Tod Altenburg, Unit 5’s chief financial officer, said that although the district sought a three-year contract with Gorenz and Associates, the auditing firm recommended a one-year contract for now in light of upcoming changes to the board as a result of the April 3 elections.

CARLOCK TEACHERS PRAISED: Among the District’s “Good News” items at the meeting were positive words for two Carlock Elementary School teachers, Kris Decker and Barb Larson.

Carlock Elementary Principal Carmen Bergmann introduced each woman to the board and said that first grade teacher Larson arranges individual packets of materials for her students for them to work on to help them improve on the lessons taught. Larson is scheduled to retire at the end of the school year.

Bergmann praised Decker for her efforts to bring a singing group from Zambia to Carlock. It spurred school-wide, year-long theme, which included a fundraiser for the purchase of three acres of land for “The Growing Project.”

The Growing Project is an organization that helps get land for Zambia residents so that they can use it for farming. So far, the fundraiser has earned enough money to have three acres of land purchased so far.

STUDENT EXPULSION APPROVED: The board agreed to expel a district student for the rest of the year and for the entire 2007-08 school year. Neither the expelled student’s name, or the reason for the expulsion were given.

By Steve Robinson | April 24, 2007 - 1:33 am
Posted in Category: News, The Normalite

NORMAL – In their own way, a local grade school and Illinois State’s student newspaper each plan to establish lasting memorials to a grandfather and grandson who died in a boating accident almost two months ago.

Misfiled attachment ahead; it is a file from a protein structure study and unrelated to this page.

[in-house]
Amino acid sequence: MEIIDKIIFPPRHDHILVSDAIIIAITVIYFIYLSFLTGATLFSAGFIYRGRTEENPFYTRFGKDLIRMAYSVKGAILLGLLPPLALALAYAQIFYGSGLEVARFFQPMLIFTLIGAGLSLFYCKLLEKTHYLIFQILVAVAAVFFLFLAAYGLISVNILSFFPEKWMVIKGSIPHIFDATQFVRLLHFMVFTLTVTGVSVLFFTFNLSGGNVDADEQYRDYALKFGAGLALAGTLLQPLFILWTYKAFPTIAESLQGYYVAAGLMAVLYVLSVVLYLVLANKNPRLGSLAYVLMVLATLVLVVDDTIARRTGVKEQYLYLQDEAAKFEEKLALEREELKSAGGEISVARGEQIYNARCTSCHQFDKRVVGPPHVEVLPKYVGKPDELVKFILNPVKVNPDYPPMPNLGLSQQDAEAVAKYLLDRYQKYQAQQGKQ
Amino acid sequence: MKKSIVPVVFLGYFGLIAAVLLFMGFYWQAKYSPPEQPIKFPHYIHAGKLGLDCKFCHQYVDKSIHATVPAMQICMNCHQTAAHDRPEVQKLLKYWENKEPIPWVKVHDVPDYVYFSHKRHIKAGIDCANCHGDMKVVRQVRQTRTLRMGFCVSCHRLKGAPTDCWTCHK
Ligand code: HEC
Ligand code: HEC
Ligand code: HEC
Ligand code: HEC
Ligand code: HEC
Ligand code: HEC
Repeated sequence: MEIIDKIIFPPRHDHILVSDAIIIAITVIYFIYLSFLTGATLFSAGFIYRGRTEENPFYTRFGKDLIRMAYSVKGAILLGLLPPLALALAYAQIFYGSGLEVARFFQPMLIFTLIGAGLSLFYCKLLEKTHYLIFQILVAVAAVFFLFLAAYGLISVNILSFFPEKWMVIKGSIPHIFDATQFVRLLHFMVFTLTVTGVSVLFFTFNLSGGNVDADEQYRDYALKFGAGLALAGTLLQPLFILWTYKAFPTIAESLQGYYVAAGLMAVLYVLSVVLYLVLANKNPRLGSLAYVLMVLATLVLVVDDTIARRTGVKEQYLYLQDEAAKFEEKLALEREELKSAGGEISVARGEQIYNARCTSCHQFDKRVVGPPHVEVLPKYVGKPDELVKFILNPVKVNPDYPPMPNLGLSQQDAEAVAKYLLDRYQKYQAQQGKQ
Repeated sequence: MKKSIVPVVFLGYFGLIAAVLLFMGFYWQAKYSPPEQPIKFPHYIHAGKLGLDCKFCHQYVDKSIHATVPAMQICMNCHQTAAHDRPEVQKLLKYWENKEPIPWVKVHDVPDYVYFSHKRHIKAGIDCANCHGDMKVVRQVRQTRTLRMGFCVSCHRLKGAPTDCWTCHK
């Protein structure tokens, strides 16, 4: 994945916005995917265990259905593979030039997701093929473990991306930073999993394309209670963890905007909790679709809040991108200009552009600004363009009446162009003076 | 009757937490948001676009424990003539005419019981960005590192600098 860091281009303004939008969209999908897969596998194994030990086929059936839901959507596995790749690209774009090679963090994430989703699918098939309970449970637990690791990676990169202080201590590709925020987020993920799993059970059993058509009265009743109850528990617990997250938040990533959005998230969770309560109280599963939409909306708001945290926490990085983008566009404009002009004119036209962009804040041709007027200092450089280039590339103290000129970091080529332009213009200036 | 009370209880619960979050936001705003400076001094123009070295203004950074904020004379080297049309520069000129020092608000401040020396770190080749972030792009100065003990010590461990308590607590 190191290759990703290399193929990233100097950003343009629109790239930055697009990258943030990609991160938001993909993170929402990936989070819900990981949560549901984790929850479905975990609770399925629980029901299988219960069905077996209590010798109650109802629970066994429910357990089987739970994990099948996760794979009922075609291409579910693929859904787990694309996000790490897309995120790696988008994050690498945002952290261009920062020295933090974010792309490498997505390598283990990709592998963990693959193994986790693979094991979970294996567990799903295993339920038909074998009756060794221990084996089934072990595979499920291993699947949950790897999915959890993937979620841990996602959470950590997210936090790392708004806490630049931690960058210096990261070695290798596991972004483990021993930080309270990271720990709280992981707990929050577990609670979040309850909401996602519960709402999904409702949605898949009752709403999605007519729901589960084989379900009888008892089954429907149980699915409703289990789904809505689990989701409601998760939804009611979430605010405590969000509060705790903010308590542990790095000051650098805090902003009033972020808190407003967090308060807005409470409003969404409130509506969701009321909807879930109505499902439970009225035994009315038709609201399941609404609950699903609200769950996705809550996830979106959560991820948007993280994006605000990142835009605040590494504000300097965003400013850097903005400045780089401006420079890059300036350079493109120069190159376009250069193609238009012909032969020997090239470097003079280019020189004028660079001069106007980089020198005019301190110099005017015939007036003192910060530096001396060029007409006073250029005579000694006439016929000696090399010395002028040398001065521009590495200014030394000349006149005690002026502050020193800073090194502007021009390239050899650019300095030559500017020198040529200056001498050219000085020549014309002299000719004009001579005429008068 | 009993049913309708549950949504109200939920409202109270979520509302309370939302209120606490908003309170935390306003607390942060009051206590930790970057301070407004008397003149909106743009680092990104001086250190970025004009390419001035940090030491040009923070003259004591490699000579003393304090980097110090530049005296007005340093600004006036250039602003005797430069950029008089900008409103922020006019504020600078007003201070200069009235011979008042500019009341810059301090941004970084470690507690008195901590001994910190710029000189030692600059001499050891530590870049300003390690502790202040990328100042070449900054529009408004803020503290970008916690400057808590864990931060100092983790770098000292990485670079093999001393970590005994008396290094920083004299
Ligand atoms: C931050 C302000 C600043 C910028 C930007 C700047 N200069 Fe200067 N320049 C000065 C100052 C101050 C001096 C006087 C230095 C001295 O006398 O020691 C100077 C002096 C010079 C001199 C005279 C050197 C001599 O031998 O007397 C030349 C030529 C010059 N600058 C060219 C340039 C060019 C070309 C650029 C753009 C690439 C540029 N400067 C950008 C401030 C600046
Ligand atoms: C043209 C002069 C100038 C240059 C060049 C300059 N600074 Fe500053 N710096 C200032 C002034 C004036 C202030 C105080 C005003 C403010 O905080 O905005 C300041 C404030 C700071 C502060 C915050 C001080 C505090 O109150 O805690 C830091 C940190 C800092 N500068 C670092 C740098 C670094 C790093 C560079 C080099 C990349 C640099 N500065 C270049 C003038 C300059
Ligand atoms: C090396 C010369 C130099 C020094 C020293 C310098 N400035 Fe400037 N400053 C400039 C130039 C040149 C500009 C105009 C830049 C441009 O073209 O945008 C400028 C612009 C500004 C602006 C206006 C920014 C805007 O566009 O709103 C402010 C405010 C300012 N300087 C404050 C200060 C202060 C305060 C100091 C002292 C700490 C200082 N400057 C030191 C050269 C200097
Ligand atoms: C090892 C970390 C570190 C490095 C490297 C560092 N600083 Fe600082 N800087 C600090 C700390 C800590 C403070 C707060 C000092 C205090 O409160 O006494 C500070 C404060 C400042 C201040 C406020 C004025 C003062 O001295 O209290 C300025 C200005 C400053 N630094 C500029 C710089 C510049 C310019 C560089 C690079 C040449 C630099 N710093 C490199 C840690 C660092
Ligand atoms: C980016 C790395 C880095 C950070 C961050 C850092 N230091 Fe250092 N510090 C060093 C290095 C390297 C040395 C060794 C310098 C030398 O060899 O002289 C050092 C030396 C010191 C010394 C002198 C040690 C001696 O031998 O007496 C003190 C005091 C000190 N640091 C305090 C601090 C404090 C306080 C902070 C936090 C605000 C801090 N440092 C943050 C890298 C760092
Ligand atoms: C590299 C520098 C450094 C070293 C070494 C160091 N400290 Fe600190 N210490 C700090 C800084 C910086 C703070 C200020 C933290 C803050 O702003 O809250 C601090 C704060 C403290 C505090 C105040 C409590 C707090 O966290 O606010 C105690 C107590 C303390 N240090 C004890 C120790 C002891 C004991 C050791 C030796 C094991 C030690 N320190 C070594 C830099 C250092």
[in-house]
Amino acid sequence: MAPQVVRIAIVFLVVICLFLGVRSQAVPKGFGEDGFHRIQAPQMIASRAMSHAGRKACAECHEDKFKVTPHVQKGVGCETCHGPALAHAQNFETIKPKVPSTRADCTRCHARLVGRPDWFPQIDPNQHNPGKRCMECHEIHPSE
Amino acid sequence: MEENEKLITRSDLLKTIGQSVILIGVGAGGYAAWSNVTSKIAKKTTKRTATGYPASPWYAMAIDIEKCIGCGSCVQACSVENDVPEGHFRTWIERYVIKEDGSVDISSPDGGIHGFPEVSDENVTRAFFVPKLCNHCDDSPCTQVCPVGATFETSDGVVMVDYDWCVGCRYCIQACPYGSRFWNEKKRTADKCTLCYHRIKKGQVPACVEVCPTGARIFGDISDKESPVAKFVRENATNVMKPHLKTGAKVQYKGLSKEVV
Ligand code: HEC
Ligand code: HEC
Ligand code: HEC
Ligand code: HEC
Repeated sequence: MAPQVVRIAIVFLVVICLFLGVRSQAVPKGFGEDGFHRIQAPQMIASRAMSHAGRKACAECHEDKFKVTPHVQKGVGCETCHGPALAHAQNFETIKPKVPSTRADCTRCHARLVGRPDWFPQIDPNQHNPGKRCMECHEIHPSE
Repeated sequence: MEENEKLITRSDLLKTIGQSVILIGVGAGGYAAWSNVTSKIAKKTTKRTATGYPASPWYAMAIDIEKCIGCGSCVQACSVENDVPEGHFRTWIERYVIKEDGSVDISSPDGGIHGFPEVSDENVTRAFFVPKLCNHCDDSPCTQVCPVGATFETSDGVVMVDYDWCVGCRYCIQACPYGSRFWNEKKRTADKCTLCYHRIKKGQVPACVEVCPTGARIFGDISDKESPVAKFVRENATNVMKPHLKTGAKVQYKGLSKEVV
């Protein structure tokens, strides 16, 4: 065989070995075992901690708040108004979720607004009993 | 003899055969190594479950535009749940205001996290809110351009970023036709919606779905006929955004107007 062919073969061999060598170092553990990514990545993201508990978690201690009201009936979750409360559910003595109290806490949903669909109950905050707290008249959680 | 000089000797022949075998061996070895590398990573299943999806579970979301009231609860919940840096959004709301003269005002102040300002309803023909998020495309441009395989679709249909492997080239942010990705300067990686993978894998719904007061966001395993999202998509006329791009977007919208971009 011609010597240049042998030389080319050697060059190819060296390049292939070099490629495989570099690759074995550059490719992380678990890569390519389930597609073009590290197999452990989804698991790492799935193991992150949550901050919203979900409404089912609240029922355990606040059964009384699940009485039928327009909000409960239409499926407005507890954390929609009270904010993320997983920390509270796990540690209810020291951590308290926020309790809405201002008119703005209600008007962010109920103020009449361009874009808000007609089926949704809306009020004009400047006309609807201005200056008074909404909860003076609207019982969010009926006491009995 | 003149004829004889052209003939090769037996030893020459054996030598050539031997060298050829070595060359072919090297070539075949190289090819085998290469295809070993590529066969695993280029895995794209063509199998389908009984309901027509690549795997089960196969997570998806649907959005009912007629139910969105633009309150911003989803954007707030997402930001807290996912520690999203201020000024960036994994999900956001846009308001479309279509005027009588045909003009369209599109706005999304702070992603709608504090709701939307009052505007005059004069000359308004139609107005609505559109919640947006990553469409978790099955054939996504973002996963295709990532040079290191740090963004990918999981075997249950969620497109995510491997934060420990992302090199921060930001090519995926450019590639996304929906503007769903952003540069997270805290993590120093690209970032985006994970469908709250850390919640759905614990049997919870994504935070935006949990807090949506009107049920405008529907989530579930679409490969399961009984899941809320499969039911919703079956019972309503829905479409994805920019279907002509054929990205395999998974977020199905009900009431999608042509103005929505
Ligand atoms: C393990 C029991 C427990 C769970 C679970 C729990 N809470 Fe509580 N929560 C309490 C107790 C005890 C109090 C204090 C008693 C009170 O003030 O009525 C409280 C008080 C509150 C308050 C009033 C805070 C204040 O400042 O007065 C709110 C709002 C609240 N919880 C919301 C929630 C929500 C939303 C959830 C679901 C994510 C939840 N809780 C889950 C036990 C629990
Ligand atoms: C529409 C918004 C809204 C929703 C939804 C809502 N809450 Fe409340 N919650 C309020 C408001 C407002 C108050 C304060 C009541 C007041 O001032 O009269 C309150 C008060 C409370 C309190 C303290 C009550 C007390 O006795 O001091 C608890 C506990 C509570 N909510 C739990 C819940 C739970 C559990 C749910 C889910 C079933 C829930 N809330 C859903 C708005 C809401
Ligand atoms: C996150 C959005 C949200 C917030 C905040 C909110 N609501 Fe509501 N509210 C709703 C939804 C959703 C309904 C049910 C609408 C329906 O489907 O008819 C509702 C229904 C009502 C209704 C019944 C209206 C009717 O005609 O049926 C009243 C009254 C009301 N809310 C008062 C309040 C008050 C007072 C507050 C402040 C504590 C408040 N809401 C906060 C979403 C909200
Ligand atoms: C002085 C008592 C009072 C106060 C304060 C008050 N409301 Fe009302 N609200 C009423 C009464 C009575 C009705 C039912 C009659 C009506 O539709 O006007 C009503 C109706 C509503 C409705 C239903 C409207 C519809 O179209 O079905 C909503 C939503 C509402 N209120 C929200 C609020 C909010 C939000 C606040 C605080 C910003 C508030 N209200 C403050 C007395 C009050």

Thomas Metcalf School, the K-8 lab school that Kalin Hunter attended, and the student newspaper Richard Hunter worked for, respectfully, each plan to remember the grandfather and grandson.

The bodies of Richard Hunter, 59, and his son, Navy Petty Officer Jason Hunter, Sr., 29, were found on March 15, the day after their fishing boat went over the spillway at Clinton Lake. The body of 8-year-old Kalin Hunter, Richard Hunter’s grandson and nephew to Jason Hunter, was recovered in the late afternoon of March 22, just hours after the funeral for the two men.

Metcalf School“Kalin’s Corner”: Being a child who loved to read, Kalin was honored by the Metcalf Library with “Kalin’s Corner,” a corner shelf of books, with a rocking chair and a throw rug – a place where any of the children who attend the ISU lab grade school could come and enjoy some peaceful minutes reading.

Dee Damkoehler, educational consultant at the Metcalf School’s library, said both Kalin’s family and local residents touched by the tragedy have donated books to the project, particularly books on sports, and books that make children laugh.

‘He loved to laugh, he loved to be funny, so (his classmates, family, and other people) have brought in books they thought he would have liked,” Damkoehler said.

In addition to the books, such as “Max Found Two Sticks” by Brian Pinkney, Dr. Suess’ There’s A Wocket In My Pocket,” “The Stories Julian Tells” by Ann Cameron, other people have made monetary donations totaling over $500 to the library for the purchase of books that they thought the boy would have enjoyed.

Damkoehler said the donations have come from as far away as Ohio, in some cases.

“It’s just a place for us to remember and celebrate Kalin’s life, as they need to bring something special for Kalin,” Damkoehler said.

A Man Admired: Richard Hunter, Kalin’s grandfather, had spent nearly 10 years working at ISU’s student newspaper, The Daily Vidette, handling the publication’s information systems needs.

To honor him, the publications board, that oversees the Vidette, through the ISU Foundation, has created the Richard Hunter Memorial Scholarship.